Saturday, June 13, 2009

An introduction to a short ‘commentary’ on Romans

Here is a first draft – and it is already about 200 words too long! Your thoughts are, as always, appreciated.

In 1545, Martin Luther, the famous initiator of the Protestant Reformation, sat with pen in hand and mused upon his 'conversion' experience. Though 'a monk without reproach', he described his state as 'a sinner before God with an extremely disturbed conscience'. But upon reading a text in Romans 1 he started to understand the righteousness of God not as a threat but as 'the passive righteousness with which merciful God justifies us by faith'. Thus it was through a text in Romans that he felt he had 'entered paradise itself through open gates'. John Calvin likewise said that 'if we have gained a true understanding of this Epistle, we have an open door to all the most profound treasures of Scripture'.

Open 'doors' and 'gates' ... yet many find that Romans rather slams these doors shut, a matter all the more tangible these days given the contemporary debate in Pauline studies concerning the language of 'justification', 'law', 'righteousness' and 'the faith of Christ'. To help open doors for contemporary travellers into these Himalayas of Pauline theology, it will prove most useful to keep in mind two issues: i) the situation Paul addressed and ii) the place of Christ's life, death and resurrection in the story of Israel. This is important as Paul may well have been attempting to answer a different (even if overlapping) set of problems to those generated by Luther's 'extremely disturbed conscience'.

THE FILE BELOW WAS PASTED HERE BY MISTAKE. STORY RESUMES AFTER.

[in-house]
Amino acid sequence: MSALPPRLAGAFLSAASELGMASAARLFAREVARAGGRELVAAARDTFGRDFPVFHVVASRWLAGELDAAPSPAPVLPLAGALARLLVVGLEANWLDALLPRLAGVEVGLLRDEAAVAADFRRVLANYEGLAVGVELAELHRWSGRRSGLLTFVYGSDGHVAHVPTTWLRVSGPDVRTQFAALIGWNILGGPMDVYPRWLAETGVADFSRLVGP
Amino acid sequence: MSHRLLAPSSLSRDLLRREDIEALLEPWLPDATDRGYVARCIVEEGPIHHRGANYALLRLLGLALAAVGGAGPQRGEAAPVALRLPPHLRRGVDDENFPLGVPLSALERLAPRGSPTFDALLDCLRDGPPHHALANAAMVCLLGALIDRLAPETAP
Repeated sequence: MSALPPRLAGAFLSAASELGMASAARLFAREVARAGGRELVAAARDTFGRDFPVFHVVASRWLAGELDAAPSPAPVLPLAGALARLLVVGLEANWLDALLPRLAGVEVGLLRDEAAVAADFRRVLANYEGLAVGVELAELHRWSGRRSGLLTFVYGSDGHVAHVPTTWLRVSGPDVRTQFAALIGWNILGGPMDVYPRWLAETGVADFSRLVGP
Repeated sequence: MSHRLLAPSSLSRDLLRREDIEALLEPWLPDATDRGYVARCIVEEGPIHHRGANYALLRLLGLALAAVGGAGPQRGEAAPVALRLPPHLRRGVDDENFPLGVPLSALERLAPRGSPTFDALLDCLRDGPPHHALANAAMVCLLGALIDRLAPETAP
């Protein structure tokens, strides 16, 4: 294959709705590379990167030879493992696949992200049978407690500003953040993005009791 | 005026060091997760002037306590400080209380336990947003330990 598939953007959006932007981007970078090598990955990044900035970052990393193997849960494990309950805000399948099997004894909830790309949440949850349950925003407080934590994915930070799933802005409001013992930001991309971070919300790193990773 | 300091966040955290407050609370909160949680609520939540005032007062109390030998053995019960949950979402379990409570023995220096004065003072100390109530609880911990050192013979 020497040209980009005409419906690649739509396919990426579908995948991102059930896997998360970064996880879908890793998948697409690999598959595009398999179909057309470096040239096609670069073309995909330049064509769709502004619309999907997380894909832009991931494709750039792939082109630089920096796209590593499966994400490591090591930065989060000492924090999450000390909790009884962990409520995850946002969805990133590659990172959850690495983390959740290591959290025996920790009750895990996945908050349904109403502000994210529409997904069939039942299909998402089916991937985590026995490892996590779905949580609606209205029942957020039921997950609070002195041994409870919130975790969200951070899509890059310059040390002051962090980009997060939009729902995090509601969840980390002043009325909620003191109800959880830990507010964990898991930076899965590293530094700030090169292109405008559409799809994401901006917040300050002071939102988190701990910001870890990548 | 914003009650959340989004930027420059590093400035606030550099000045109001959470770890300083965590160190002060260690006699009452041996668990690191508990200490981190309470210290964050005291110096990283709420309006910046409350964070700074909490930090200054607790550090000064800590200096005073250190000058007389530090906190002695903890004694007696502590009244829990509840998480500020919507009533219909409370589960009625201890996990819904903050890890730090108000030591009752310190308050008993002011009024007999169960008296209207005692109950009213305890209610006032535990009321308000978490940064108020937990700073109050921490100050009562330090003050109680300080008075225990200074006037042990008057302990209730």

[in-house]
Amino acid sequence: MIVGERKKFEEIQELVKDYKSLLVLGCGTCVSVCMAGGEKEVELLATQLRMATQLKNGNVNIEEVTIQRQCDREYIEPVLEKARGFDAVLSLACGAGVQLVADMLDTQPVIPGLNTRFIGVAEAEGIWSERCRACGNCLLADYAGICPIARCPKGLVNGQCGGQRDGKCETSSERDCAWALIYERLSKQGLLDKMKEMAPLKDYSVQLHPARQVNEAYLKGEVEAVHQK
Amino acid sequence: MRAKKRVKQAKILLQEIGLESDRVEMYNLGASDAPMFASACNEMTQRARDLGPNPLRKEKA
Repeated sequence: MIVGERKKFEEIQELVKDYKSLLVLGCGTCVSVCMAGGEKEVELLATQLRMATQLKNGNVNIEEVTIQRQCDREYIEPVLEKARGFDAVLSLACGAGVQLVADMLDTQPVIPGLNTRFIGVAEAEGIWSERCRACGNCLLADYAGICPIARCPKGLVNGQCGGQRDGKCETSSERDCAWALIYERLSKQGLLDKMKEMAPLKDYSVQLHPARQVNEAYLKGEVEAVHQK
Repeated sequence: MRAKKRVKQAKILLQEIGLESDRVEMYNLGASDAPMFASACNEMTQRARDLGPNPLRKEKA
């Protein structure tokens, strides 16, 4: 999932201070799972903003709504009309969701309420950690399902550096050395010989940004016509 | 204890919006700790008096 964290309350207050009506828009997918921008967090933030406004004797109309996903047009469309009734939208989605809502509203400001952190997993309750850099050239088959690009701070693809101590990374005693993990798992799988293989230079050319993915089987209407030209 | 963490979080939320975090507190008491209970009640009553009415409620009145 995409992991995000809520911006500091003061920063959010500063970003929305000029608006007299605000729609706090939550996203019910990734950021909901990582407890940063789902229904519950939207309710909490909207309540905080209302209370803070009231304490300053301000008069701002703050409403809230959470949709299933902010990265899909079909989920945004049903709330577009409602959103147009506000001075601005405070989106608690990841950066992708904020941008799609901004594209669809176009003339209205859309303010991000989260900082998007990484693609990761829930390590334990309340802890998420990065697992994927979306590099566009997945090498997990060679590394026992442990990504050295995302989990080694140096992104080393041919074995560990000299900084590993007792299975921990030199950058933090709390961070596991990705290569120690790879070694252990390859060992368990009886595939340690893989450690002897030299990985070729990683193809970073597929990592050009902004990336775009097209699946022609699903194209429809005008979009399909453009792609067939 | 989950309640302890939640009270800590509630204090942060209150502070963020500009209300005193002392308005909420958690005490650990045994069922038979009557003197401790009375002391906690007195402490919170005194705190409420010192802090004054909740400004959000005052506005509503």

The situation: for reasons which are not necessary to examine here, Romans was likely written into a context of tension between Jewish and Gentile Christians. Indeed, it is likely that some Gentile Christians felt superior to Jewish believers, people who had probably only recently returned to the Roman Church after a temporary exile from Rome because of an Edict by Emperor Claudius.

The story: the bumpy narrative of the Old Testament (OT) Scriptures is as follows: it runs from creation, fall, God's redemptive solution for fallen creation in the covenant with Abraham, through Egypt, the exodus, conquest of the land, the judges and the monarchy, the inheritance of the curse of the law and the Assyrian and Babylonian exiles, and finally a partial, yet incomplete, restoration. So ends the OT. Yet the OT Prophets had spoken of a time when God's redemptive plans, through Abraham's family, would be fulfilled, a time when God would make a new covenant, pour out his Spirit, raise up a messianic leader, reunite the 12 scattered tribes, establish his people in the land, glorify his own name etc (see, for example, Isaiah 40:1-5, 10-11; 43:5-11; 49:5-13; 52:1-10; 56:3-8; 61:1-4; Jeremiah 16:14-16; 29:14; 31:8-11; 32:37-42; Ezekiel 11:17-20; 28:25-26; 34:1-3, 5, 10-24; 36:19-28; 37:12-28; 39:25-29; Zechariah 8). The centuries leading up to the New Testament period did not see the fulfilment of the prophetic promises; Israel rather experienced the (often brutal) rule of one foreign empire after another. So many asked when would God act to fulfil his promises. When would God be faithful to his covenant with Abraham, and what was God to do if his own covenant people continued in the sin which led them into exile in the first place?